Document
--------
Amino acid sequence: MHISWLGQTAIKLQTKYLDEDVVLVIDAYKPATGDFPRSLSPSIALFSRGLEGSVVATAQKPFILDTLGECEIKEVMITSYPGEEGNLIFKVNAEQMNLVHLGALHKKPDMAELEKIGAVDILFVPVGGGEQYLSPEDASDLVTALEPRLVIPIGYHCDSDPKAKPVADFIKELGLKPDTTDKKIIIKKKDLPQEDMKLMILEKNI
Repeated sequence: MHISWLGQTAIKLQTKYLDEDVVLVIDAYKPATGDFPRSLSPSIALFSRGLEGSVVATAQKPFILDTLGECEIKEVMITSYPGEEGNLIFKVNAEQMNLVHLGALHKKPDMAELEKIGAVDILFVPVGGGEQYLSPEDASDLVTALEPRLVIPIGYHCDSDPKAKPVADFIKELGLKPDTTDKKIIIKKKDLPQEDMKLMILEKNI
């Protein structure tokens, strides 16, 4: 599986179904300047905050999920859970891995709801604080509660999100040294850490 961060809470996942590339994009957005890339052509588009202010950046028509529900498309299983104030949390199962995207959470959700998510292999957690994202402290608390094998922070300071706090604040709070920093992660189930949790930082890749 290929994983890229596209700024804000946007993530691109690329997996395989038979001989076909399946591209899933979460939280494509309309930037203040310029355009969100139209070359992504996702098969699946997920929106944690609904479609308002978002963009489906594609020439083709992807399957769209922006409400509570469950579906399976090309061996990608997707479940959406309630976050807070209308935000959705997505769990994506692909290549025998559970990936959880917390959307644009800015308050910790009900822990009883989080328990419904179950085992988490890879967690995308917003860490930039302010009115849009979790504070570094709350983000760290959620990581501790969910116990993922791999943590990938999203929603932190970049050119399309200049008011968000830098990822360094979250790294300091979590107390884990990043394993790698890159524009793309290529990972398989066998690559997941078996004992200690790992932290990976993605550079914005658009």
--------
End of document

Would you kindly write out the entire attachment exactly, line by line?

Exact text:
Amino acid sequence: MHISWLGQTAIKLQTKYLDEDVVLVIDAYKPATGDFPRSLSPSIALFSRGLEGSVVATAQKPFILDTLGECEIKEVMITSYPGEEGNLIFKVNAEQMNLVHLGALHKKPDMAELEKIGAVDILFVPVGGGEQYLSPEDASDLVTALEPRLVIPIGYHCDSDPKAKPVADFIKELGLKPDTTDKKIIIKKKDLPQEDMKLMILEKNI
Repeated sequence: MHISWLGQTAIKLQTKYLDEDVVLVIDAYKPATGDFPRSLSPSIALFSRGLEGSVVATAQKPFILDTLGECEIKEVMITSYPGEEGNLIFKVNAEQMNLVHLGALHKKPDMAELEKIGAVDILFVPVGGGEQYLSPEDASDLVTALEPRLVIPIGYHCDSDPKAKPVADFIKELGLKPDTTDKKIIIKKKDLPQEDMKLMILEKNI
């Protein structure tokens, strides 16, 4: 599986179904300047905050999920859970891995709801604080509660999100040294850490 961060809470996942590339994009957005890339052509588009202010950046028509529900498309299983104030949390199962995207959470959700998510292999957690994202402290608390094998922070300071706090604040709070920093992660189930949790930082890749 290929994983890229596209700024804000946007993530691109690329997996395989038979001989076909399946591209899933979460939280494509309309930037203040310029355009969100139209070359992504996702098969699946997920929106944690609904479609308002978002963009489906594609020439083709992807399957769209922006409400509570469950579906399976090309061996990608997707479940959406309630976050807070209308935000959705997505769990994506692909290549025998559970990936959880917390959307644009800015308050910790009900822990009883989080328990419904179950085992988490890879967690995308917003860490930039302010009115849009979790504070570094709350983000760290959620990581501790969910116990993922791999943590990938999203929603932190970049050119399309200049008011968000830098990822360094979250790294300091979590107390884990990043394993790698890159524009793309290529990972398989066998690559997941078996004992200690790992932290990976993605550079914005658009």